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NETGRAPH(3)           DragonFly Library Functions Manual           NETGRAPH(3)


NgMkSockNode, NgNameNode, NgSendMsg, NgSendAsciiMsg, NgSendReplyMsg, NgRecvMsg, NgRecvAsciiMsg, NgSendData, NgRecvData, NgSetDebug, NgSetErrLog -- netgraph user library


Netgraph User Library (libnetgraph, -lnetgraph)


#include <netgraph.h> int NgMkSockNode(const char *name, int *csp, int *dsp); int NgNameNode(int cs, const char *path, const char *fmt, ...); int NgSendMsg(int cs, const char *path, int cookie, int cmd, const void *arg, size_t arglen); int NgSendAsciiMsg(int cs, const char *path, const char *fmt, ...); int NgSendReplyMsg(int cs, const char *path, const struct ng_mesg *msg, const void *arg, size_t arglen); int NgRecvMsg(int cs, struct ng_mesg *rep, size_t replen, char *path); int NgRecvAsciiMsg(int cs, struct ng_mesg *rep, size_t replen, char *path); int NgSendData(int ds, const char *hook, const u_char *buf, size_t len); int NgRecvData(int ds, u_char *buf, size_t len, char *hook); int NgSetDebug(int level); void NgSetErrLog(void (*log)(const char *fmt, ...), void (*logx)(const char *fmt, ...));


These functions facilitate user-mode program participation in the kernel netgraph(4) graph-based networking system, by utilizing the netgraph socket node type (see ng_socket(4)). NgMkSockNode() should be called first, to create a new socket type net- graph node with associated control and data sockets. If name is non- NULL, the node will have that global name assigned to it. *csp and *dsp will be set to the newly opened control and data sockets associated with the node; either csp or dsp may be NULL if only one socket is desired. NgMkSockNode() loads the socket node type KLD if it's not already loaded. NgNameNode() assigns a global name to the node addressed by path. NgSendMsg() sends a binary control message from the socket node associ- ated with control socket cs to the node addressed by path. The cookie indicates how to interpret cmd, which indicates a specific command. Extra argument data (if any) is specified by arg and arglen. The cookie, cmd, and argument data are defined by the header file corresponding to the type of the node being addressed. The unique, non-negative token value chosen for use in the message header is returned. This value is typically used to associate replies. Use NgSendReplyMsg() to send reply to a previously received control mes- sage. The original message header should be pointed to by msg. NgSendAsciiMsg() performs the same function as NgSendMsg(), but adds sup- port for ASCII encoding of control messages. NgSendAsciiMsg() formats its input a la printf(3) and then sends the resulting ASCII string to the node in a NGM_ASCII2BINARY control message. The node returns a binary version of the message, which is then sent back to the node just as with NgSendMsg(). As with NgSendMsg(), the message token value is returned. Note that ASCII conversion may not be supported by all node types. NgRecvMsg() reads the next control message received by the node associ- ated with control socket cs. The message and any extra argument data must fit in replen bytes. If path is non-NULL, it must point to a buffer of at least NG_PATHSIZ bytes, which will be filled in (and NUL termi- nated) with the path to the node from which the message was received. The length of the control message is returned. A return value of zero indicates that the socket was closed. NgRecvAsciiMsg() works exactly like NgRecvMsg(), except that after the message is received, any binary arguments are converted to ASCII by send- ing a NGM_BINARY2ASCII request back to the originating node. The result is the same as NgRecvAsciiMsg(), with the exception that the reply argu- ments field will contain a NUL-terminated ASCII version of the arguments (and the reply header argument length field will be adjusted). NgSendData() writes a data packet out on the specified hook of the node corresponding to data socket ds. The node must already be connected to some other node via that hook. NgRecvData() reads the next data packet (of up to len bytes) received by the node corresponding to data socket ds and stores it in buf, which must be large enough to hold the entire packet. If hook is non-NULL, it must point to a buffer of at least NG_HOOKSIZ bytes, which will be filled in (and NUL terminated) with the name of the hook on which the data was received. The length of the packet is returned. A return value of zero indicates that the socket was closed. NgSetDebug() and NgSetErrLog() are used for debugging. NgSetDebug() sets the debug level (if non-negative), and returns the old setting. Higher debug levels result in more verbosity. The default is zero. All debug and error messages are logged via the functions specified in the most recent call to NgSetErrLog(). The default logging functions are vwarn(3) and vwarnx(3). At debug level 3, the library attempts to display control message argu- ments in ASCII format; however, this results in additional messages being sent which may interfere with debugging. At even higher levels, even these additional messages will be displayed, etc. Note that select(2) can be used on the data and the control sockets to detect the presence of incoming data and control messages, respectively. Data and control packets are always written and read atomically, i.e., in one whole piece. User mode programs must be linked with the -lnetgraph flag to link in this library.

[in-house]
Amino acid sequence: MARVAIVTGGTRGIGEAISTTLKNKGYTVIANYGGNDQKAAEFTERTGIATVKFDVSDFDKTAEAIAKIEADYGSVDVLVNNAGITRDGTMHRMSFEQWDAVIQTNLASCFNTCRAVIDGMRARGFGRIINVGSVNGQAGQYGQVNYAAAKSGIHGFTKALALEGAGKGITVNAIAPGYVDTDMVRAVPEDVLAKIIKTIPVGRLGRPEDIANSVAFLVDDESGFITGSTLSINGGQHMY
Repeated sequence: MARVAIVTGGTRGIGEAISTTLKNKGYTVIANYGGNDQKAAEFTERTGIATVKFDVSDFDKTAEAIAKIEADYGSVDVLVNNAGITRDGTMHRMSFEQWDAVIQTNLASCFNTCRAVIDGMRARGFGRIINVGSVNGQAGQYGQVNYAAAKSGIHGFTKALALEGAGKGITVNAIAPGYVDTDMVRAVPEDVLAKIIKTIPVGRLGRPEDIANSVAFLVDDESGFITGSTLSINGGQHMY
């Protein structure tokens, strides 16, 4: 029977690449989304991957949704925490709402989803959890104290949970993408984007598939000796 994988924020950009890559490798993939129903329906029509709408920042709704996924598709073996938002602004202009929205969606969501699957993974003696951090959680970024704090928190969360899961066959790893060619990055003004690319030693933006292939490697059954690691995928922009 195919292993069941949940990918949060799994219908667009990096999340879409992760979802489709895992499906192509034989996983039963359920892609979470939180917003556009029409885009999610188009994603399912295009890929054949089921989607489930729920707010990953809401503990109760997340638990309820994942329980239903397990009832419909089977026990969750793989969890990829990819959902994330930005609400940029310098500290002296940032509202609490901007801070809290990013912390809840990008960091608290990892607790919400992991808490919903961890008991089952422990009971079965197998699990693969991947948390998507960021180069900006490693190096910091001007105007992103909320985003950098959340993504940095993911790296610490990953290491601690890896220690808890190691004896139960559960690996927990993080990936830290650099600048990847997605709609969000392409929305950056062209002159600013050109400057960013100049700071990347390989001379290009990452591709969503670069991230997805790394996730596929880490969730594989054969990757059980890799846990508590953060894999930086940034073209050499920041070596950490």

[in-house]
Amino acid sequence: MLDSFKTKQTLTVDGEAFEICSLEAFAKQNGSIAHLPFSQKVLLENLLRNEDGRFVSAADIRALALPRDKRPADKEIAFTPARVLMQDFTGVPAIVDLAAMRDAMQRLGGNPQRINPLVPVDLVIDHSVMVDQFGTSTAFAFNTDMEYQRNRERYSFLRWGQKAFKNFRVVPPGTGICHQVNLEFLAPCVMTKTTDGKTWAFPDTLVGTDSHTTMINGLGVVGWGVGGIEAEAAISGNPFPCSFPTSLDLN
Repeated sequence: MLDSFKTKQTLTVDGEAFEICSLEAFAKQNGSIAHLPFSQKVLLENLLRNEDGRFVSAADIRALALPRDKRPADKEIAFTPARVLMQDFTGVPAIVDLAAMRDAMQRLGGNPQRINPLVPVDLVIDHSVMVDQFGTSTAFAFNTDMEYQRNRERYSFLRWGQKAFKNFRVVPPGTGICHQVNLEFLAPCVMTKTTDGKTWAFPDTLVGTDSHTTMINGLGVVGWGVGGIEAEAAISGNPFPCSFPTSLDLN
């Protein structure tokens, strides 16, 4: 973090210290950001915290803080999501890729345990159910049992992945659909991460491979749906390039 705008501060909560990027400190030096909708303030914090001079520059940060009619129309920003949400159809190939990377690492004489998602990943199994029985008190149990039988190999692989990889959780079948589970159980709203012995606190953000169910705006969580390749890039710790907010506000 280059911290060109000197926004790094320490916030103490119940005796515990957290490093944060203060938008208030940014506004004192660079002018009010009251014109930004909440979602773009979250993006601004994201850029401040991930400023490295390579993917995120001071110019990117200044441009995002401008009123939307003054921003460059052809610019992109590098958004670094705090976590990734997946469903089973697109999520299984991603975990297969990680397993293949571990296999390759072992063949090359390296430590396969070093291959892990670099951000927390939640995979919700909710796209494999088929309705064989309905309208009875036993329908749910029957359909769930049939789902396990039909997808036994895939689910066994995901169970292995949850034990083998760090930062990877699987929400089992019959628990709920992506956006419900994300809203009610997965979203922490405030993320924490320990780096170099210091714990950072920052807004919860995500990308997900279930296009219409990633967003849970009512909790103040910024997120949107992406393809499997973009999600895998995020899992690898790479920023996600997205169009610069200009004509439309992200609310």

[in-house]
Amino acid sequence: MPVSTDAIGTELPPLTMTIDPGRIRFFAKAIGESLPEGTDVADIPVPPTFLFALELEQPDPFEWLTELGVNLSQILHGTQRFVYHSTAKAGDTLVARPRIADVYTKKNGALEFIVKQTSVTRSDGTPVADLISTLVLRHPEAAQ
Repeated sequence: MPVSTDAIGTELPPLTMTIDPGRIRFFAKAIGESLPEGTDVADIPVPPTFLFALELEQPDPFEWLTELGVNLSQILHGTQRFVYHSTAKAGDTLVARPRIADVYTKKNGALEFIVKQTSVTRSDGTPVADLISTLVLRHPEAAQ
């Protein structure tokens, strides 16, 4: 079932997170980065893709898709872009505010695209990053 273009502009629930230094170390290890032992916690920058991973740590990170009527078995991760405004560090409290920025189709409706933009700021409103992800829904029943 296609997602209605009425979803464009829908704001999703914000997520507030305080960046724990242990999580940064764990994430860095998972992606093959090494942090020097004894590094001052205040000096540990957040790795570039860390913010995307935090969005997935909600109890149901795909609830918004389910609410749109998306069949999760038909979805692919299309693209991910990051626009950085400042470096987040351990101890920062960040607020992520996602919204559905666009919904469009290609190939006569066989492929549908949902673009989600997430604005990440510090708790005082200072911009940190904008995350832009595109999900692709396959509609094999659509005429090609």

To enable Netgraph in your kernel, either your kernel must be compiled with options NETGRAPH in the kernel configuration file, or else the netgraph(4) and ng_socket(4) KLD modules must have been loaded via kldload(8).


NgSetDebug() returns the previous debug setting. NgSetErrLog() has no return value. All other functions return -1 if there was an error and set errno accordingly. A return value of zero from NgRecvMsg() or NgRecvData() indicates that the netgraph socket has been closed. For NgSendAsciiMsg() and NgRecvAsciiMsg(), the following additional errors are possible: [ENOSYS] The node type does not know how to encode or decode the control message. [ERANGE] The encoded or decoded arguments were too long for the supplied buffer. [ENOENT] An unknown structure field was seen in an ASCII con- trol message. [EALREADY] The same structure field was specified twice in an ASCII control message. [EINVAL] ASCII control message parse error or illegal value. [E2BIG] ASCII control message array or fixed width string buf- fer overflow.


select(2), socket(2), warnx(3), kld(4), netgraph(4), ng_socket(4)


The netgraph system was designed and first implemented at Whistle Commu- nications, Inc. in a version of FreeBSD 2.2 customized for the Whistle InterJet.


Archie Cobbs <archie@whistle.com> DragonFly 3.5 January 19, 1999 DragonFly 3.5